2015 Medicaid Spending Up 21%

The numbers are staggering in how fast medicaid is growing and spending. This isn’t a sexy topic to talk about but that is the psychosis of America’s political landscape today. Here is some recent news pertaining to this federal government social program.

Via Wall Street Journal

    Medicaid enrollment has surged 19% nationally since ObamaCare’s expansion—50% in New Mexico, 65% in Oregon, 81% in Kentucky. The Congressional Budget Office reports that Medicaid spending rose 21% in the first five months of fiscal year 2015, “largely because of” ObamaCare.

Another source, The Heritage Foundation added more data to the topic of medicaid growth –

    This jump does not even include the Obamacare insurance exchange subsidies that are now in place—a $7 billion increase so far this year. Medicaid and the Obamacare subsidies account for $28 billion of the $88 billion in mandatory spending increases this year. The extent to which growth of Obamacare and other entitlements is responsible for this increase is even more pronounced than at first glance. Leaving GSEs out of the equation, increases in Medicaid and Obamacare subsidies accounted for half of the mandatory spending increase so far this year. Meanwhile, defense spending is down nearly 5 percent.

One more item from Heritage is the overall growth of entitlement spending.

    Chart 12 shows the growth of more than 80 welfare programs since 2007—including food stamps, unemployment insurance, housing aid, Medicaid, and disability payments. Some of these increases were results of the recession, while others were due to Obama policies that expanded eligibility and cancelled work requirements. Since 2008, spending has soared 37.2 percent in these programs. Since 2007, spending has mushroomed nearly 55 percent

entitlement spending


Report: Shortage of 90,000 Physicians by 2025


In a report prepared for the Association of American Medical Colleges a grim outlook was given concerning physician supply in the United States. Here is what was found:

    Demand for physicians continues to grow faster than supply, leading to a projected shortfall of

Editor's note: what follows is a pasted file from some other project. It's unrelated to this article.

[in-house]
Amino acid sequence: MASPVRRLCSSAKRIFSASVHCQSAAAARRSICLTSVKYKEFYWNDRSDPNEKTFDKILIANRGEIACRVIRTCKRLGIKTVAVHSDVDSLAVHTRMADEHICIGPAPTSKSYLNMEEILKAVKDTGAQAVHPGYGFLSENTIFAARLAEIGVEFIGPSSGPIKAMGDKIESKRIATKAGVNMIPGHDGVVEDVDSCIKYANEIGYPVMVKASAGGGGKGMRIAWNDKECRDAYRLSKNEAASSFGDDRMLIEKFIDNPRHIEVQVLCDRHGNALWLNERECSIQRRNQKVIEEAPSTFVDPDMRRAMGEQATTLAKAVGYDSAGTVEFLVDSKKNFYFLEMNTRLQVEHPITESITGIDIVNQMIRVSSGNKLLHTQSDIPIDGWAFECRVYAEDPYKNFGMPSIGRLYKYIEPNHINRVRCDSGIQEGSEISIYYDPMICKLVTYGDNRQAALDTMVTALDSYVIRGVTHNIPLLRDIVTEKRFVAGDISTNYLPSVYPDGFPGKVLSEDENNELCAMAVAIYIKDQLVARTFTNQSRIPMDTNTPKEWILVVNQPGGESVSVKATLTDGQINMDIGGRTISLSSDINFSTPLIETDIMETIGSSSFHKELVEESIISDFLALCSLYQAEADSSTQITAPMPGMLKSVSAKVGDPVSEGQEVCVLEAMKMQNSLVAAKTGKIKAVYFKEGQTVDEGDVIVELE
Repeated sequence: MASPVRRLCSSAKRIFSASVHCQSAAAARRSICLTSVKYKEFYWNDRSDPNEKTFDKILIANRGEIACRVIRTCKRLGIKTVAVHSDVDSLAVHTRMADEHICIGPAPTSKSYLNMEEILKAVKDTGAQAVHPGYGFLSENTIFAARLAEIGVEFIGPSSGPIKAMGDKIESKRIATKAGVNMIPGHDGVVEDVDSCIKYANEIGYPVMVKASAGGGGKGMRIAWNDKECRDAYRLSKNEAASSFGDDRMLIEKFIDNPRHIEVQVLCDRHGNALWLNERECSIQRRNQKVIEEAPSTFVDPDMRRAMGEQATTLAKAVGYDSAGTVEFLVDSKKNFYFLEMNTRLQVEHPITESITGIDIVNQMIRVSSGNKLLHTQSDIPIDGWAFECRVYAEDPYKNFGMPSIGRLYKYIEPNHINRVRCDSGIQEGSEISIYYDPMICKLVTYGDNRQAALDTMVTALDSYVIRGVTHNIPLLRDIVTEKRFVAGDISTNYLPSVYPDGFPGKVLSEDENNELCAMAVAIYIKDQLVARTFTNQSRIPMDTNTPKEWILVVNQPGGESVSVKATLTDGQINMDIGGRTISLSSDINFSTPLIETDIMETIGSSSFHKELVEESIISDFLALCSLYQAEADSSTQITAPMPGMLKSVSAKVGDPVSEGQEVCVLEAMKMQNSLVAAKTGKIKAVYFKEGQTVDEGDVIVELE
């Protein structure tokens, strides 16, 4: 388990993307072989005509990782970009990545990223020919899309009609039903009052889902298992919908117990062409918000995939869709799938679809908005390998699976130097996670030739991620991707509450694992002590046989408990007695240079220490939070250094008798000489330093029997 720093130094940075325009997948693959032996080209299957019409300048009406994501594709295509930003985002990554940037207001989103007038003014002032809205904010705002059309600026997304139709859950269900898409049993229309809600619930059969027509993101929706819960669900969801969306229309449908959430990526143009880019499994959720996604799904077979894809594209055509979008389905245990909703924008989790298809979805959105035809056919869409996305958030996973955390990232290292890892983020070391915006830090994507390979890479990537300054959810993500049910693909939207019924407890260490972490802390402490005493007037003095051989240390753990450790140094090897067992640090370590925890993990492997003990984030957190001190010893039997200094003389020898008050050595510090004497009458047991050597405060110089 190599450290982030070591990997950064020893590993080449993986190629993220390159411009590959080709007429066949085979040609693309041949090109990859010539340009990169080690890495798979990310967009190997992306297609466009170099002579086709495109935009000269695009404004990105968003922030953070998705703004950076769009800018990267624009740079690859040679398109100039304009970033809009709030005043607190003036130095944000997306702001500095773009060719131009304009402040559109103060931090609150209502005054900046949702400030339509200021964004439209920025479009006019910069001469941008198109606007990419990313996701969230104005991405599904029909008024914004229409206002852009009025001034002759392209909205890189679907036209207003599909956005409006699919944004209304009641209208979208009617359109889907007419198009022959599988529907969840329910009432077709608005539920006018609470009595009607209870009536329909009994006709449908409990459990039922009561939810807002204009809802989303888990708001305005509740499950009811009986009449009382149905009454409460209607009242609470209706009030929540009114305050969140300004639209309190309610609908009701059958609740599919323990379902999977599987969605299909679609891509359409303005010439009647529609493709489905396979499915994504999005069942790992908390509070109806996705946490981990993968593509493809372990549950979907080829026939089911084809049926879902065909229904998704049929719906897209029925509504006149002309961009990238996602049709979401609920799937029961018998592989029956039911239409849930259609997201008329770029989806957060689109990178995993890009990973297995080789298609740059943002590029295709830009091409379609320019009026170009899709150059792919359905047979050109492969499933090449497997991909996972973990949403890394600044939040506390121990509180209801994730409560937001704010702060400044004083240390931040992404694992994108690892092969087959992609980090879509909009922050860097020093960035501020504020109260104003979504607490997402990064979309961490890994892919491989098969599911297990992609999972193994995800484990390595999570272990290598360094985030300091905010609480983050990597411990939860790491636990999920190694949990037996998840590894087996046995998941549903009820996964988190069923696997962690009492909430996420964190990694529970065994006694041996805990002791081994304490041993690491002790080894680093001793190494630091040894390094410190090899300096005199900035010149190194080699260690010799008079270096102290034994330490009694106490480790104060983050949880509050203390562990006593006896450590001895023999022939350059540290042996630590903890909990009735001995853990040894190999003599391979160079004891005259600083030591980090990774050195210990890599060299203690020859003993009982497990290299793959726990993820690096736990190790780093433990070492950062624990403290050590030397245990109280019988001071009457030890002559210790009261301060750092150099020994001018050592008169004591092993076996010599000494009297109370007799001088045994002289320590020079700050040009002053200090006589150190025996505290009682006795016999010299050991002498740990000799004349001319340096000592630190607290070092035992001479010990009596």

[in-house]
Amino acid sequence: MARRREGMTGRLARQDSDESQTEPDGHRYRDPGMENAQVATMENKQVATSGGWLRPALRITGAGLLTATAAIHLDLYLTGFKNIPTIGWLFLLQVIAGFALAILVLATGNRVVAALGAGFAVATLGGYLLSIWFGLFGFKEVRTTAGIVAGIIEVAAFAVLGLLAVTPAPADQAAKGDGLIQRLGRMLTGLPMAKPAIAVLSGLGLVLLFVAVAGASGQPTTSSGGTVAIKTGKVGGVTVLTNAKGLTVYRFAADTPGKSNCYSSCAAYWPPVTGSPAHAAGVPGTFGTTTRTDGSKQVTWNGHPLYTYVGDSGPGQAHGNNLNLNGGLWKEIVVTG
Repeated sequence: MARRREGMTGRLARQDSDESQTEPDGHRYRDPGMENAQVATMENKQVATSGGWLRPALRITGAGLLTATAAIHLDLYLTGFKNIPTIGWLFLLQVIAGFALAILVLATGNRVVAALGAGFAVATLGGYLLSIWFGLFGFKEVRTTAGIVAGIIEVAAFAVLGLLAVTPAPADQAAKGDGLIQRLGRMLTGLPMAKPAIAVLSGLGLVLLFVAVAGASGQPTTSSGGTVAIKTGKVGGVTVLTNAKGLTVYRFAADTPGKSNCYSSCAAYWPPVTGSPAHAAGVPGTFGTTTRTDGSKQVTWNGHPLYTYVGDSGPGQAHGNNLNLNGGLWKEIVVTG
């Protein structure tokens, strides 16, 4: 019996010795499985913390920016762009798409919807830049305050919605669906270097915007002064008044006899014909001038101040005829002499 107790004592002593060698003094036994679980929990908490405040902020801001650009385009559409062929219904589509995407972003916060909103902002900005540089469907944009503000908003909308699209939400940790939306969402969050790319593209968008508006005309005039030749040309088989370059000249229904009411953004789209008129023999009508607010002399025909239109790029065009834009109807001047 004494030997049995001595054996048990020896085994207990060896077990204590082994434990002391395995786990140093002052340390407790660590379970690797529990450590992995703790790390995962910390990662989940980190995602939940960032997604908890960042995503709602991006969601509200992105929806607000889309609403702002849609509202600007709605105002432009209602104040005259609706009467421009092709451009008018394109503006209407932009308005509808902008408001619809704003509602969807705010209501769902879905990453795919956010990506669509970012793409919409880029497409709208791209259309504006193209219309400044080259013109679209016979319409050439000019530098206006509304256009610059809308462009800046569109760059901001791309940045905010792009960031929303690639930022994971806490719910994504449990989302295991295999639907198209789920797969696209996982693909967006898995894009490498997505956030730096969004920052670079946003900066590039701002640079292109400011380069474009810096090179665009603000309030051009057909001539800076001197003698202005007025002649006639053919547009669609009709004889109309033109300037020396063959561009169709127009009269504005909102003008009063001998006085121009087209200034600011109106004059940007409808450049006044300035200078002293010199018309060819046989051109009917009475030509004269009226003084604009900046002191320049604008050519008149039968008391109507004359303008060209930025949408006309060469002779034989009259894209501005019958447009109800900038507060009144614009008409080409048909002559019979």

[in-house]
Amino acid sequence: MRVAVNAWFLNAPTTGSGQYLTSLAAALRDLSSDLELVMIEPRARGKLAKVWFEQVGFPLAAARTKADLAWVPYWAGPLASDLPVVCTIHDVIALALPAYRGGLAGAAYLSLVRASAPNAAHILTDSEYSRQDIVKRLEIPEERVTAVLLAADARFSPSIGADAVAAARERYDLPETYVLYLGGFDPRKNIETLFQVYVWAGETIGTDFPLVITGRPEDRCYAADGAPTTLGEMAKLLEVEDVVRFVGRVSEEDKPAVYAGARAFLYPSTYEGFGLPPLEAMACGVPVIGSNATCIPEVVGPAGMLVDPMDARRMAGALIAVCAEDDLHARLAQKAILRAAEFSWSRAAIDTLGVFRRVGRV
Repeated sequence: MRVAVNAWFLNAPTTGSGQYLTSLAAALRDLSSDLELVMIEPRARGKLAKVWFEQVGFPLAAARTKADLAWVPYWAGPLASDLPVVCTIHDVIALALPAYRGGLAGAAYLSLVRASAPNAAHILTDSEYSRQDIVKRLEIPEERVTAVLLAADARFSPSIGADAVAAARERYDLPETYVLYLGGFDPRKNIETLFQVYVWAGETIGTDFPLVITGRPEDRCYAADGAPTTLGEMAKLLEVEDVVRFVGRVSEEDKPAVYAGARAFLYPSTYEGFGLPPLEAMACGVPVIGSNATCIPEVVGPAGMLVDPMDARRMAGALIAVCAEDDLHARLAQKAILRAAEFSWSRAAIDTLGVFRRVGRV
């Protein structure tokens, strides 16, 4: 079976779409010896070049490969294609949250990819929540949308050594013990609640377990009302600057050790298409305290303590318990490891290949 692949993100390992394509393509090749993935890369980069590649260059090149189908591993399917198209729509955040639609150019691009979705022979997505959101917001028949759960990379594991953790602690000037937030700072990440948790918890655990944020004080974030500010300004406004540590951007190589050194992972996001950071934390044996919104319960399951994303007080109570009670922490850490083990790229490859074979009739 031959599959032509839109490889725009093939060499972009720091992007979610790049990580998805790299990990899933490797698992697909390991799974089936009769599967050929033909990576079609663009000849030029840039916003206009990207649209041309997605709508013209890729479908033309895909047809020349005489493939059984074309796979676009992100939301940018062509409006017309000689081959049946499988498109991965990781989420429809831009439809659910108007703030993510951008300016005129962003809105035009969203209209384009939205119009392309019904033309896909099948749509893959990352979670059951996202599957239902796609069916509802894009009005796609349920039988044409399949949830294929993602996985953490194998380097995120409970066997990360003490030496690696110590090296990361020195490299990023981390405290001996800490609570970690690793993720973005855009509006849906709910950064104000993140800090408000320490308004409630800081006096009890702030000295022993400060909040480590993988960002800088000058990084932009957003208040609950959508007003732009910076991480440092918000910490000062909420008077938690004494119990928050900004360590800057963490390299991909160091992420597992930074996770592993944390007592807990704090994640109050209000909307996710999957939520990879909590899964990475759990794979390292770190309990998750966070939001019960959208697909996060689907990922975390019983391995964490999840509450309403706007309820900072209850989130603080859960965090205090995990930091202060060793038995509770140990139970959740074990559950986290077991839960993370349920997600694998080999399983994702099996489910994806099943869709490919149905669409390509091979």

between 46,100 and 90,400 physicians by 2025

The report can be read here. Much of the shortage will be from stronger demand of people getting on Obamacare.

Obamacare & 7 Eleven

7 eleven

Via thehill.com

ObamaCare ads will now appear on 7-Eleven receipts at more than 7,000 stores nationwide as government health officials expand their outreach in the second year of healthcare sign-ups.

Information about ObamaCare sign-ups will appear on the bottom of receipts for anyone using a mobile payment company called PayNearMe, which allows bank-less customers to pay in stores like 7-Eleven and Family Dollar.

Health and Human Services (HHS) Secretary Sylvia Mathews Burwell announced the new partnership with the tech start-up PayNearMe on Thursday at a store in Washington, D.C.

“Putting these reminders at the bottom of PayNearMe receipts will help get health coverage information into the hands of traditionally hard-to-reach consumers,” HHS wrote in a statement.
The partnership will help HHS “reach financially underserved and other cash-preferring consumers,” the statement reads.

Doctors Take on Obamacare

Ran across this piece at Economic Policy Journal. Disturbing how bogged down our doctors will get in the future.

Dr. Mark Sklar writes:

The push to use electronic medical records has had more than financial costs. Although it is convenient to have patient records accessible on the Internet, the data processing involved has been extremely time consuming—a sentiment echoed by most of my colleagues. To save time, I was advised by a consultant to enter data into the electronic record during the office visit. When I tried this I found that typing in the data was disruptive to the patient visit. My eyes were focused on the keyboard and the lack of direct contact kept patients from opening up and discussing their medical and personal problems. I soon returned to my old method of dictating notes and pasting a print-out of the dictation into the electronic record.